by Chuck Brouillette
When I was a kid there were ads in the back of comics listing comic collectors who sold vintage comics. And at that time all I wanted was real copies of JUSTICE LEAGUE of AMERICA 21 and 22. They were ten years old at the time and I was only a couple of years older but the closest I’d ever got to possessing those two comic gems was in my dreams. Somehow, discovering that brilliant, four-color team of super do-gooders, and the comics that recorder their adventures, had given me the power to, while dreaming, be able to bring to life those mini cover art images of other books that ran as ads in some of the more vintage comics that I could get my hands on. But regrettably they never survived the dream.
And that’s why I was forced to resort to mail order.
And they came. And they were beat up but they were real, and live, or well, you know. And there were other older books of course, and over the years other venues for getting my hands on the books that predated my newsstand picks.
When I was in junior high I met a kid who had an older brother who had an extensive collection dating back 10 years or so that he was offering up for sale and he had them piled high and all laid out on sheets of plywood and resting on wooden saw horses that he had set up in the attic. Can you imagine? I hardly could. My first live Comic Market Place other than the local drug store. And it was like one those spectacular bazaars you’d see in Cairo or some such in an old movie, but with comic books.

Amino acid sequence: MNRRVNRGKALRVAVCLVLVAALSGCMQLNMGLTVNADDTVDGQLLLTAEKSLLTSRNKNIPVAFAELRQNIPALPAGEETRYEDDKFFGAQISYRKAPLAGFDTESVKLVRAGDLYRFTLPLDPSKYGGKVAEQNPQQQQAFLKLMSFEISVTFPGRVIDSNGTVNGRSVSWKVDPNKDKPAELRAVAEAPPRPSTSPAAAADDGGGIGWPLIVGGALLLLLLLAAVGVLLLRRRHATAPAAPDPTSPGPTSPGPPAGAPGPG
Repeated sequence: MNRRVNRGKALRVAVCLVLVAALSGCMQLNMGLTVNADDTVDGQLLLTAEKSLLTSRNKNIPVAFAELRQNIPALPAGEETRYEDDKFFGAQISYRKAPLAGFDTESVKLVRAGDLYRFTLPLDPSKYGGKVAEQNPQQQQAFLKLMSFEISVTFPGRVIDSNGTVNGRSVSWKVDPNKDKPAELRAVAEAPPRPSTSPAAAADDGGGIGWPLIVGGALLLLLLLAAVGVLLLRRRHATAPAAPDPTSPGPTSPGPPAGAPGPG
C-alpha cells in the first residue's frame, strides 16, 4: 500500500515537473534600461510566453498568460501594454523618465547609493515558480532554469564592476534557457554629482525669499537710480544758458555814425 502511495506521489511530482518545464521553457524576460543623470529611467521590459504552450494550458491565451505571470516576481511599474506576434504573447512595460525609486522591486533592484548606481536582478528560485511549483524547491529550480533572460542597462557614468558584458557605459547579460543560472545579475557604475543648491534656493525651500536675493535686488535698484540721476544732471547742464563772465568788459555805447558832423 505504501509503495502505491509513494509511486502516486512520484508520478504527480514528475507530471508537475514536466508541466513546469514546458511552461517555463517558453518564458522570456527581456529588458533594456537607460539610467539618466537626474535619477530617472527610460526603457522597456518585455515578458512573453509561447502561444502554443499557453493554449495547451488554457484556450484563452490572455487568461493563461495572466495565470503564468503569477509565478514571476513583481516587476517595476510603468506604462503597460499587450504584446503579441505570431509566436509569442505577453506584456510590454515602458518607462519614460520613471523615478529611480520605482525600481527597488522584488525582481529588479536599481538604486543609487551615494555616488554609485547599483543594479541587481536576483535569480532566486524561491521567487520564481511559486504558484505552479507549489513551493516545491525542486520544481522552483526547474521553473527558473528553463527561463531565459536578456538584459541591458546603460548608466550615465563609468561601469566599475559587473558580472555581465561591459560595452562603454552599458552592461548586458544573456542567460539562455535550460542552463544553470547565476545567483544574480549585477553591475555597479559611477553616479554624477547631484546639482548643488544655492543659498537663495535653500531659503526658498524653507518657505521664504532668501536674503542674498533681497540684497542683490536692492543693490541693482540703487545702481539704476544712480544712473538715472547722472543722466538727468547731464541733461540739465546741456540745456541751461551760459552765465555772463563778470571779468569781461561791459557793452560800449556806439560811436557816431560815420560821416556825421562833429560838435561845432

And over the decades since, of course, comic cons have sprung up in most major and even moderately sized cities, with kids of all ages gaining the opportunity to add to their collections.
Which brings me back to my favorite comic vendor today.
He was obviously helping out a buddy and knew not a lot about comics but he was pleasant, and helpful, and genuinely wanted to know why I picked up the books I did. Because, from what I’d surmised, he wanted to learn about what his customer base was interested in. And I told him I picked up some books that were published probably a few years before I started reading comics and I might have acquired them at one point over the years, or maybe I thought I had but never did. But it did recall that I’d loved the cover image and the art, and the first place I saw them was in little image ads in other comics.
Chuck Brouillette is an artist and writer living in Saratoga Springs, NY.
You can view how he does both @ChuckBrouilette/Twitter